When both devices are present in a circuit, the effects depend not only on the AC frequency, but also on how they are wired. If a capacitor and inductor are connected in series, the current initially rises with frequency, reaching a maximum at a certain point, known as the resonance frequency, and falls thereafter. If they are wired in parallel, the current falls with rising frequency until a point is reached where none flows. Beyond this point, the flow rises again.

Measurement and Units

Like resistance, reactance and impedance are measured in ohms. In equations, impedance is normally represented by the symbol Z, and reactance by X. Capacitive and inductive reactance are represented by XC and XL, respectively. Similarly to Ohm’s law for resistance, overall impedance can be expressed as Z=V/I, where Z is given in ohms; V is voltage, given in volts; and I is current, given in amps.

Share
All The Science is dedicated to providing accurate and trustworthy information. We carefully select reputable sources and employ a rigorous fact-checking process to maintain the highest standards. To learn more about our commitment to accuracy, read our editorial process.

Related Articles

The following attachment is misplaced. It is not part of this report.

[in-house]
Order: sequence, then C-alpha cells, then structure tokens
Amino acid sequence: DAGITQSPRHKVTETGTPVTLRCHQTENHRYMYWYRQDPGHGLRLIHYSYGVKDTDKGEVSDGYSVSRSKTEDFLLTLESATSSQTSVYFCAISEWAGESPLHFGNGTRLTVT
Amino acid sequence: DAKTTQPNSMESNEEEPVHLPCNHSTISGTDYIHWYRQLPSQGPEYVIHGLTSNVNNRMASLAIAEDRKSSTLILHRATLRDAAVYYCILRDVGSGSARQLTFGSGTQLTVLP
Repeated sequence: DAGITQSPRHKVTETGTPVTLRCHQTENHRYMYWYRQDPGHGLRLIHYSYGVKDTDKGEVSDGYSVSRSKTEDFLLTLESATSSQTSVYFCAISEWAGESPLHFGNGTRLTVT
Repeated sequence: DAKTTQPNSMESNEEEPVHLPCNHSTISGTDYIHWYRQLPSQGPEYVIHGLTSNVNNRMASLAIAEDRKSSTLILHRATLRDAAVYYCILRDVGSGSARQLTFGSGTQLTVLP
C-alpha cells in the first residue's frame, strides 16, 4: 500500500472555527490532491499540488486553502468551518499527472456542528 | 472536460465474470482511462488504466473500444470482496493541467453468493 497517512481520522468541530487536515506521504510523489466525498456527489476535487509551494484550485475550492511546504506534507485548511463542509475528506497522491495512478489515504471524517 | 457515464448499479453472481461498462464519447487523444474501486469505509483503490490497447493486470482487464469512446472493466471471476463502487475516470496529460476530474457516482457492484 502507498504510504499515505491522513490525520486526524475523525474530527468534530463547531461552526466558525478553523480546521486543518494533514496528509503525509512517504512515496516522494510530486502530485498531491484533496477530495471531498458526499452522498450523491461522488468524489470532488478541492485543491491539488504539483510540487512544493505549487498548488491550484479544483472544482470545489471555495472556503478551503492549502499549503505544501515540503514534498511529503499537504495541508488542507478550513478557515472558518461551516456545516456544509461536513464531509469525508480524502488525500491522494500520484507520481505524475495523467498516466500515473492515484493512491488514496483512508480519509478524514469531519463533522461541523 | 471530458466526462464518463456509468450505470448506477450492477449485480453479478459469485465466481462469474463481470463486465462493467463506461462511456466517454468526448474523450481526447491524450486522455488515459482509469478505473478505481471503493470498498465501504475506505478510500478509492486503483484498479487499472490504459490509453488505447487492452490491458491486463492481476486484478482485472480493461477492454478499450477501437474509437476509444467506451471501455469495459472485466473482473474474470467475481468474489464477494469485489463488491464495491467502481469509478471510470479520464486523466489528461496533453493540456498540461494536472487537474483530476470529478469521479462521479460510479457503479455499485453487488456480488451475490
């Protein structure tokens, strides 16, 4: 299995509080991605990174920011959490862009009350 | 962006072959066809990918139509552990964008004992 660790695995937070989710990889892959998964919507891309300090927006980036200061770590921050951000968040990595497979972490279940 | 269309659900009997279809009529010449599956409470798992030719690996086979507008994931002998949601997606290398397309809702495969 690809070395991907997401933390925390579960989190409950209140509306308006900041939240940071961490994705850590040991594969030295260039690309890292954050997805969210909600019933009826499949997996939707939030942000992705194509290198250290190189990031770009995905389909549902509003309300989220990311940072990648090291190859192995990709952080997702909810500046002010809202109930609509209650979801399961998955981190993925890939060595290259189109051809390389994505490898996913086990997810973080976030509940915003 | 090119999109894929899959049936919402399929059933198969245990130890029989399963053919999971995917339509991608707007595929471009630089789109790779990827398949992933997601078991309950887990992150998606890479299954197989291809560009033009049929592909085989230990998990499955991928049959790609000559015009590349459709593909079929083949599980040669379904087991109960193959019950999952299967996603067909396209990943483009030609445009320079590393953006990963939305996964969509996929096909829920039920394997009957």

By anon128541 — On Nov 19, 2010

Impedance is Z

Reactance is X

Resistance is R

Z{squared} = R{squared} + X{squared}

By anon90308 — On Jun 15, 2010

Is impedance mhz or is it the tip of the radio frequency that touches the skin?

By anon76390 — On Apr 10, 2010

How it is calculated?

By anon60307 — On Jan 13, 2010

what is the formula to calculate ohmic value for transformer impedance?

By anon58600 — On Jan 03, 2010

can you please give me the full concept of impedance?

By anon52638 — On Nov 16, 2009

Please explain about impedance used in complex numbers. thank you.

By anon49679 — On Oct 22, 2009

why is transformer secondary always designed for 11kv in distribution?

why is the primary always like 33, 66, 132 and 220kv?

By code1 — On Jul 23, 2009

I have subwoofer with five speakers with 8ohms impedance. can i change them with 6 ohms impedance because two of them are damaged

By anon38033 — On Jul 23, 2009

Would there be impedance due to an O'scope attached at test points in a circuit?

By anon33857 — On Jun 13, 2009

The term "impedance" is used for AC and fluctuating DC (AC with DC bias) circuits while "resistance is only for DC circuits.

By anon18646 — On Sep 26, 2008

excellent article......initially i could not understand exactly why is there reactance....but now its clear..thanks a lot.

By anon13261 — On May 23, 2008

what is the difference between resistance and impedance?

By mohan — On Sep 05, 2007

why is transformer secondary always designed for 11kv in distribution?

why is transmitting voltage always designed to 220kv-110kv-66kv-33kv-11kv?

Hot Topics
WiseGeek,